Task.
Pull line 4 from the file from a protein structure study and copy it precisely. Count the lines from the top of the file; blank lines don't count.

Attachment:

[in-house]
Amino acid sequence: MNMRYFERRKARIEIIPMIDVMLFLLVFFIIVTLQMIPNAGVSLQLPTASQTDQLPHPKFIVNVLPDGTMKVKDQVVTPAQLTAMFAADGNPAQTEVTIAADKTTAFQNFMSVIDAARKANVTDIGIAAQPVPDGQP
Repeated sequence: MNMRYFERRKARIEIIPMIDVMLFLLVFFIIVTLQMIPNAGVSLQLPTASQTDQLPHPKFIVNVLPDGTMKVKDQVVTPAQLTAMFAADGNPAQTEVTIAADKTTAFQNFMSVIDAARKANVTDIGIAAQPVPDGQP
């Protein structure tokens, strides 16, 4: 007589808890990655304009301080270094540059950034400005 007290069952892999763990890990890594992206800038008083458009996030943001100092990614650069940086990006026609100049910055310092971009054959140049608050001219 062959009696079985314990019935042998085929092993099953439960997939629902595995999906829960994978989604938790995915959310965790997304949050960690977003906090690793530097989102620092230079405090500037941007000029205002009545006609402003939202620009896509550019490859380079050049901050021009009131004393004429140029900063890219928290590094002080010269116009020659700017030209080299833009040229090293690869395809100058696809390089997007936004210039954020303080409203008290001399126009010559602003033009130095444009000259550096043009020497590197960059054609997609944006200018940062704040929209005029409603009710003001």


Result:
């Protein structure tokens, strides 16, 4: 007589808890990655304009301080270094540059950034400005 007290069952892999763990890990890594992206800038008083458009996030943001100092990614650069940086990006026609100049910055310092971009054959140049608050001219 062959009696079985314990019935042998085929092993099953439960997939629902595995999906829960994978989604938790995915959310965790997304949050960690977003906090690793530097989102620092230079405090500037941007000029205002009545006609402003939202620009896509550019490859380079050049901050021009009131004393004429140029900063890219928290590094002080010269116009020659700017030209080299833009040229090293690869395809100058696809390089997007936004210039954020303080409203008290001399126009010559602003033009130095444009000259550096043009020497590197960059054609997609944006200018940062704040929209005029409603009710003001």